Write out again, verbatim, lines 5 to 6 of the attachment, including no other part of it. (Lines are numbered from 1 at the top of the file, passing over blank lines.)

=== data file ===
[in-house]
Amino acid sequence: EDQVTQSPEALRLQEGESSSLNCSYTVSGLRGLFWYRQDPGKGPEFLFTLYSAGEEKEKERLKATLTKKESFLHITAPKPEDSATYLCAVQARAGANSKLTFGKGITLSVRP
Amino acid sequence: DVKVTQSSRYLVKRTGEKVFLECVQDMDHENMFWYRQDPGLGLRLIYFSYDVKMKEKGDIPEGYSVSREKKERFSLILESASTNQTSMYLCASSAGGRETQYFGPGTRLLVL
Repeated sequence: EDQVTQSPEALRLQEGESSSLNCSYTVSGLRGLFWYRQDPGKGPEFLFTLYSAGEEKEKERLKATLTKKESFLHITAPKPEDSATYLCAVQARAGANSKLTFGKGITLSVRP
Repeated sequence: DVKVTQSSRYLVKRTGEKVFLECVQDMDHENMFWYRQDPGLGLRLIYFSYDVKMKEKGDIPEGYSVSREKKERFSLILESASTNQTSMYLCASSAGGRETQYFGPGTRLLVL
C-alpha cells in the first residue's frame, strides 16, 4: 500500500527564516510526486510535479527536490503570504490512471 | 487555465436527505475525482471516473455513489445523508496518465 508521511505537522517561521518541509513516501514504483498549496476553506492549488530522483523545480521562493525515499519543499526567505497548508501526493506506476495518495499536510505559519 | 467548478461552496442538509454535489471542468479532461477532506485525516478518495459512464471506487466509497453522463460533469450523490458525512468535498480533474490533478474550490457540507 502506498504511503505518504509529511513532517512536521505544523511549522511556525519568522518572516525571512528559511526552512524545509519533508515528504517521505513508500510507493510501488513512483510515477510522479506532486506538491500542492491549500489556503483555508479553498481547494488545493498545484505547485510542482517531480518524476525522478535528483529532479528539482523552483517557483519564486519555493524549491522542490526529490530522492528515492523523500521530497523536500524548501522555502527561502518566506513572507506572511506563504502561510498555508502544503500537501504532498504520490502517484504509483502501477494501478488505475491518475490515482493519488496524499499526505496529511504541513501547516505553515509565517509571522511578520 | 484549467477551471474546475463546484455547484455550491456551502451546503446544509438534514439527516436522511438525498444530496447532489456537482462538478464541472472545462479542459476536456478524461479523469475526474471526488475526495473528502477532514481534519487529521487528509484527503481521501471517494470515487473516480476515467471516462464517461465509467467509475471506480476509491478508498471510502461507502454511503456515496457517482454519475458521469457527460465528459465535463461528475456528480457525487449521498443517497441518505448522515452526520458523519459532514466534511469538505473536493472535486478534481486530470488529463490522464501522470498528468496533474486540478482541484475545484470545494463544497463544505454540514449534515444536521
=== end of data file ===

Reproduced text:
Repeated sequence: DVKVTQSSRYLVKRTGEKVFLECVQDMDHENMFWYRQDPGLGLRLIYFSYDVKMKEKGDIPEGYSVSREKKERFSLILESASTNQTSMYLCASSAGGRETQYFGPGTRLLVL
C-alpha cells in the first residue's frame, strides 16, 4: 500500500527564516510526486510535479527536490503570504490512471 | 487555465436527505475525482471516473455513489445523508496518465 508521511505537522517561521518541509513516501514504483498549496476553506492549488530522483523545480521562493525515499519543499526567505497548508501526493506506476495518495499536510505559519 | 467548478461552496442538509454535489471542468479532461477532506485525516478518495459512464471506487466509497453522463460533469450523490458525512468535498480533474490533478474550490457540507 502506498504511503505518504509529511513532517512536521505544523511549522511556525519568522518572516525571512528559511526552512524545509519533508515528504517521505513508500510507493510501488513512483510515477510522479506532486506538491500542492491549500489556503483555508479553498481547494488545493498545484505547485510542482517531480518524476525522478535528483529532479528539482523552483517557483519564486519555493524549491522542490526529490530522492528515492523523500521530497523536500524548501522555502527561502518566506513572507506572511506563504502561510498555508502544503500537501504532498504520490502517484504509483502501477494501478488505475491518475490515482493519488496524499499526505496529511504541513501547516505553515509565517509571522511578520 | 484549467477551471474546475463546484455547484455550491456551502451546503446544509438534514439527516436522511438525498444530496447532489456537482462538478464541472472545462479542459476536456478524461479523469475526474471526488475526495473528502477532514481534519487529521487528509484527503481521501471517494470515487473516480476515467471516462464517461465509467467509475471506480476509491478508498471510502461507502454511503456515496457517482454519475458521469457527460465528459465535463461528475456528480457525487449521498443517497441518505448522515452526520458523519459532514466534511469538505473536493472535486478534481486530470488529463490522464501522470498528468496533474486540478482541484475545484470545494463544497463544505454540514449534515444536521